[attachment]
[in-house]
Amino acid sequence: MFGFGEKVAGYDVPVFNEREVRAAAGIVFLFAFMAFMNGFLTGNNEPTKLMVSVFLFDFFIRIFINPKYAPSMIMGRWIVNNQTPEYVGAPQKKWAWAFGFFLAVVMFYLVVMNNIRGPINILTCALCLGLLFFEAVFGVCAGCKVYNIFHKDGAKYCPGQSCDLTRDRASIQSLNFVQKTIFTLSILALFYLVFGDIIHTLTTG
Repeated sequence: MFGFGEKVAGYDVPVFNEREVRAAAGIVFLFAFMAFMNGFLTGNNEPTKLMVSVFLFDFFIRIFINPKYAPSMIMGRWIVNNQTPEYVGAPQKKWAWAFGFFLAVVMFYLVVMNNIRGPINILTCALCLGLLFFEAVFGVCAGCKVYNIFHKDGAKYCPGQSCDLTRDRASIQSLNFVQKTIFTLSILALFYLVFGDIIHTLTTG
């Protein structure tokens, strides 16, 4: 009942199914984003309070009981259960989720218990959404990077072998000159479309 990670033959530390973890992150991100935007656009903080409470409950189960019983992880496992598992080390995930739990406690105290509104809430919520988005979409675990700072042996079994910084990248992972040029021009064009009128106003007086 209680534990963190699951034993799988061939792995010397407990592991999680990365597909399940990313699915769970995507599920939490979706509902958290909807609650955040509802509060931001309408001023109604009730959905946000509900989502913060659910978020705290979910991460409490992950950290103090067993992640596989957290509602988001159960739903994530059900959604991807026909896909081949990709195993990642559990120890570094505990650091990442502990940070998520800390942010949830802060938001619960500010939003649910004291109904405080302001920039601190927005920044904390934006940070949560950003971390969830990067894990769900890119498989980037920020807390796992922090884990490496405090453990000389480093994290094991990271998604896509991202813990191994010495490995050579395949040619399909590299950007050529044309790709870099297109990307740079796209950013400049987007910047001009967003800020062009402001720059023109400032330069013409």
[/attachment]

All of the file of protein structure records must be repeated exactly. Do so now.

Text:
[in-house]
Amino acid sequence: MFGFGEKVAGYDVPVFNEREVRAAAGIVFLFAFMAFMNGFLTGNNEPTKLMVSVFLFDFFIRIFINPKYAPSMIMGRWIVNNQTPEYVGAPQKKWAWAFGFFLAVVMFYLVVMNNIRGPINILTCALCLGLLFFEAVFGVCAGCKVYNIFHKDGAKYCPGQSCDLTRDRASIQSLNFVQKTIFTLSILALFYLVFGDIIHTLTTG
Repeated sequence: MFGFGEKVAGYDVPVFNEREVRAAAGIVFLFAFMAFMNGFLTGNNEPTKLMVSVFLFDFFIRIFINPKYAPSMIMGRWIVNNQTPEYVGAPQKKWAWAFGFFLAVVMFYLVVMNNIRGPINILTCALCLGLLFFEAVFGVCAGCKVYNIFHKDGAKYCPGQSCDLTRDRASIQSLNFVQKTIFTLSILALFYLVFGDIIHTLTTG
């Protein structure tokens, strides 16, 4: 009942199914984003309070009981259960989720218990959404990077072998000159479309 990670033959530390973890992150991100935007656009903080409470409950189960019983992880496992598992080390995930739990406690105290509104809430919520988005979409675990700072042996079994910084990248992972040029021009064009009128106003007086 209680534990963190699951034993799988061939792995010397407990592991999680990365597909399940990313699915769970995507599920939490979706509902958290909807609650955040509802509060931001309408001023109604009730959905946000509900989502913060659910978020705290979910991460409490992950950290103090067993992640596989957290509602988001159960739903994530059900959604991807026909896909081949990709195993990642559990120890570094505990650091990442502990940070998520800390942010949830802060938001619960500010939003649910004291109904405080302001920039601190927005920044904390934006940070949560950003971390969830990067894990769900890119498989980037920020807390796992922090884990490496405090453990000389480093994290094991990271998604896509991202813990191994010495490995050579395949040619399909590299950007050529044309790709870099297109990307740079796209950013400049987007910047001009967003800020062009402001720059023109400032330069013409």